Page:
Alternates: Dodge Ram, Ford F-150

Über-Capable: Rock Buggy
Until you have driven a legit tube car, it is hard to fathom just how capable they are. The stability and visibility are unmatched, making hard obstacles easy and the impossible possible. We aren’t talking about a leaf-sprung pickup with the body replaced by some tube, but an actual well-engineered buggy like the Twisted Customs rig shown here.
Alternate: Cab truck

Car That Thinks It’s a 4x4: Baja Bug
True, these VWs are not 4x4s, but what they lack in low range they make up for in ground clearance. Bugs rival the Samurai for cheap thrills, and despite being way down on power compared to a Raptor, they have the potential to keep up with Ford’s best in the desert for a fraction of the price. The rougher the terrain, the more the little air cooled Volkswagens shine.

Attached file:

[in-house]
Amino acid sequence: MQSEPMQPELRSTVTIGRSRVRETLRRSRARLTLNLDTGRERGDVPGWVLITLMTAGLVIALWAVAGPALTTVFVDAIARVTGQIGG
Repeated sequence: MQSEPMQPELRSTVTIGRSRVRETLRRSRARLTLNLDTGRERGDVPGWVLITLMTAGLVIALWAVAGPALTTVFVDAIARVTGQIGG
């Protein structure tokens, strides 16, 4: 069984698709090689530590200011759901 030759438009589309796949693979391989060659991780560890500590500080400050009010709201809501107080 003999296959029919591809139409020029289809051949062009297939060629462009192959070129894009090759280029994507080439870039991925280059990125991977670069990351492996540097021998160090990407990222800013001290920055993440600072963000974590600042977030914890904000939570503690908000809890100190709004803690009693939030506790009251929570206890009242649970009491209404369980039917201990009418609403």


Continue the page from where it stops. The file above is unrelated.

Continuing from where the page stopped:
Alternate: Subaru Brat

Exotic Import: Land Rover Defender 110
Anything that we cannot get in the U.S. is automatically desirable and certain to retain its value and appeal. Make it diesel with a storied history and air of luxury, and the desire grows. That is why the long-wheelbase Defender gets the nod over a lot of very cool Toyotas.
Alternates: Ford Ranger four-door, Nissan Patrol, Toyota BJ70 pickup, Toyota Hilux diesel pickup, Toyota HJ45 pickup

Infinite Build Options: Jeep Flatfender
If you only get one vehicle on this list, it should be a flatfender. In fact, you could have 10 different flatfenders built 10 different ways. They are truly the blank canvas of the 4-wheel world. Fully restored. Rockcrawler. Sand drags. Ice racing. Even rat rod. There are just too many ways to build a flatfender. Use caution though, because there are as many ways to build a flatfender wrong as there are to build one right.
Alternates: None!